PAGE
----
I grew up thinking I was immune to skin cancer based on my ethnicity.  I was wrong.

I grew up thinking I was immune to skin cancer based on my ethnicity. I was wrong.

As told to Nicole Audrey Spector

I grew up in a household where wearing sunscreen was not talked about and was rarely used. Quite the contrary, actually: we doused ourselves in sun oil and baked in the sun. The more sun, the better!

As a Hispanic woman with brown skin, I have enjoyed watching my skin tone get darker in the summer months.

No one in my family knew much about it melanoma or that anyone can get it.

In 2020, during the height of the Covid-19 pandemic, I noticed that a mole on my ankle was getting darker. By this point, I was much more educated about the dangers of skin cancer. As a health writer, I had told a story about a young woman who had melanoma and eventually died of it after the cancer returned and spread.

I made an appointment with a dermatologist. We met on video chat as strict Covid protocols prevented an in-person check.

The dermatologist examined the mole as best he could through our virtual visit and said it looked normal. He didn’t give me additional information, such as signs to watch out for or what changes to be aware of, which, looking back, would have been helpful.

A year later, a completely different skin problem emerged. I had what ended up being a dermatofibroma – a small round bump – on my back. She itched and bothered me. So, I went to see a new dermatologist myself. He diagnosed dermatofibroma and said it wasn’t cancer, but he still advised me to have a full body skin exam. This involved looking closely at every mole on my body.

I showed her the mole on my ankle which the previous dermatologist wasn’t concerned about. He thought it looked suspicious and biopsied it on the spot.

A week later, she called me and told me the mole revealed melanoma. The next step involved numbing my skin and removing a half-dollar-sized amount of tissue to be sure the melanoma hadn’t spread.

I was shocked by my diagnosis and so was my family. I was young, healthy and educated. I wrongly assumed that when you check all those boxes, you are safe from developing any disease or ailment. There’s also the notion that Hispanic/Latino people don’t get skin cancer, but they certainly do.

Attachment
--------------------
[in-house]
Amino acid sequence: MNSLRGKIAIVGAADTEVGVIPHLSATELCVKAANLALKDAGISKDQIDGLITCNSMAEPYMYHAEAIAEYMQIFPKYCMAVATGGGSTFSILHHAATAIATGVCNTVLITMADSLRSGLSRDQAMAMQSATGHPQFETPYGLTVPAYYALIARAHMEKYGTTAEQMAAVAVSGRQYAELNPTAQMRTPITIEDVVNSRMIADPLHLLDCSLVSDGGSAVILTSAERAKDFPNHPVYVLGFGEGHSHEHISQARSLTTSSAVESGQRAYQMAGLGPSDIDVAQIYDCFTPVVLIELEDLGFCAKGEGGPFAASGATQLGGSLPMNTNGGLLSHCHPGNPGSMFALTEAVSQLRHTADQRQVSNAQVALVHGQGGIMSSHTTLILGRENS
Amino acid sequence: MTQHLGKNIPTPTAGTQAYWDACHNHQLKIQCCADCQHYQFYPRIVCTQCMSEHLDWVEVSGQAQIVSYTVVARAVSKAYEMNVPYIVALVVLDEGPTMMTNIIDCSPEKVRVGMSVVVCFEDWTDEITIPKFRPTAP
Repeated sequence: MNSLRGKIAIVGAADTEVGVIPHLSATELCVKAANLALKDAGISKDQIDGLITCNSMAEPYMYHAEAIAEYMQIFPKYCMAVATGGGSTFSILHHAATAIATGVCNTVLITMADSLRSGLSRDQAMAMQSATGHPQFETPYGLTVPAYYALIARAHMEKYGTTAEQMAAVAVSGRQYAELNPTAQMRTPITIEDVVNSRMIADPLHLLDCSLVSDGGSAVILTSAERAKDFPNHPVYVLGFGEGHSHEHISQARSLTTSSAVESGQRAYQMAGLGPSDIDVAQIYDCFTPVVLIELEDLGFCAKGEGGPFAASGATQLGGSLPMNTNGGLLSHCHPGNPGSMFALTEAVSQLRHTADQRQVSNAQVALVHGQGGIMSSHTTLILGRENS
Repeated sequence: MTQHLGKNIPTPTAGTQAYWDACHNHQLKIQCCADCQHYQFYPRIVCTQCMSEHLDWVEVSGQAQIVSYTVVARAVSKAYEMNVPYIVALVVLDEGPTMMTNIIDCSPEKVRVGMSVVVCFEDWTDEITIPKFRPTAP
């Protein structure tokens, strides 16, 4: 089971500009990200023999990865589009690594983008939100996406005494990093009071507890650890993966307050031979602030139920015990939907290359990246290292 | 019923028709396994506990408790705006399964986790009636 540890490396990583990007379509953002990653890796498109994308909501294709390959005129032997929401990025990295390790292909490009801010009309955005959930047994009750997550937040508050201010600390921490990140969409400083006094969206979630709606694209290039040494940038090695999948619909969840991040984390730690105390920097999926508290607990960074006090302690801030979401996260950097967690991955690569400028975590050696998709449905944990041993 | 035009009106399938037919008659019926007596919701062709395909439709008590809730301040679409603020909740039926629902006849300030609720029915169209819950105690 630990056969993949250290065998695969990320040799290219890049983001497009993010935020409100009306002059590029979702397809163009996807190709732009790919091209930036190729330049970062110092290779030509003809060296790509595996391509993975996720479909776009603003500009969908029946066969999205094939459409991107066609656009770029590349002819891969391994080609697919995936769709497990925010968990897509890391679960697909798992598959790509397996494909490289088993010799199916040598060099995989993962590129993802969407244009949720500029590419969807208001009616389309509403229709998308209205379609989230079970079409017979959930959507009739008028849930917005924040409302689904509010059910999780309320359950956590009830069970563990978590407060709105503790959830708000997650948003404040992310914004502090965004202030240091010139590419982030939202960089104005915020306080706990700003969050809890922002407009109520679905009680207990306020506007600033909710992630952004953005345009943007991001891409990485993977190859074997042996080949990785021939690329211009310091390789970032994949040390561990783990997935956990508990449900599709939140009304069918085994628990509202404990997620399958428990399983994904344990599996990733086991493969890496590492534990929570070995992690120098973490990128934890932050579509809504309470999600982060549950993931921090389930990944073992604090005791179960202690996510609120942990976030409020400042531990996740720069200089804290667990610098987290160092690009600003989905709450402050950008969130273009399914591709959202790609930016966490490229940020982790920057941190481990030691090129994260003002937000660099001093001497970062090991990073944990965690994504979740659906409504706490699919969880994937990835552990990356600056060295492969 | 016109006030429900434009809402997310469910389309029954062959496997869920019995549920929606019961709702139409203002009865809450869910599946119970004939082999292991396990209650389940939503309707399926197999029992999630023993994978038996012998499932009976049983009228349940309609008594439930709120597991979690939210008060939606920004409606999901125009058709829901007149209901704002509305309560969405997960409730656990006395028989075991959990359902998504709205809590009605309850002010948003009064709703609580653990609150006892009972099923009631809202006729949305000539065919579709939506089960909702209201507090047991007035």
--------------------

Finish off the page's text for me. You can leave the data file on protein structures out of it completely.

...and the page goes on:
Even though in my case the melanoma was caught early, the word “cancer” carries some weight. When you hear that you have melanoma it makes you think, think about what’s important, and inspires you to let others know it could happen to them too.

Jocelyn in the hospital2022

I found further comfort in meeting the surgeon who would be performing the procedure. He specializes in burns and wounds. I also met the anesthetist who would be working with the surgeon. He helped calm my nerves about the operation and he even told me what he had Basal cell carcinoma on his face, and it was successfully removed.

“You’ll be fine,” he assured me. “We’ll take care of it.”

One of the nurses preparing me for surgery shared that she too was a skin cancer survivor.

“People with darker skin often think that skin cancer only happens to people with lighter, lighter skin,” the nurse said.

I agreed with her. After all, I once thought so too.

I am extremely lucky that the operation removed all of the cancer. The melanoma had not spread and I needed no further treatment. I am cancer free to date but still have full body skin checks every three months.

My goal is largely to raise awareness in the Hispanic/Latino community. I started at home educating my parents about the importance of sunscreen (how to use sunscreen even on areas you wouldn’t think of putting it on, like the ankles or back of the neck). I also convinced my mom and dad to get full body skin checks, something they had never thought of doing before.

I don’t know if my parents and extended family totally “get” it. But I will not give up on them. I insist they practice sun-safe habits and have their annual skin checkups.

I have also done social media advocacy work to share the threat of skin cancer among people of all races, ethnicities, backgrounds, socioeconomic status, and educations. I was touched when a melanoma survivor reached out to let me know how happy she was that I was sharing this message.

I want everyone to know that the sun does not discriminate. Contact your dermatologist and get checked out. A simple annual exam can save your life.

This resource was created with support from Merck.

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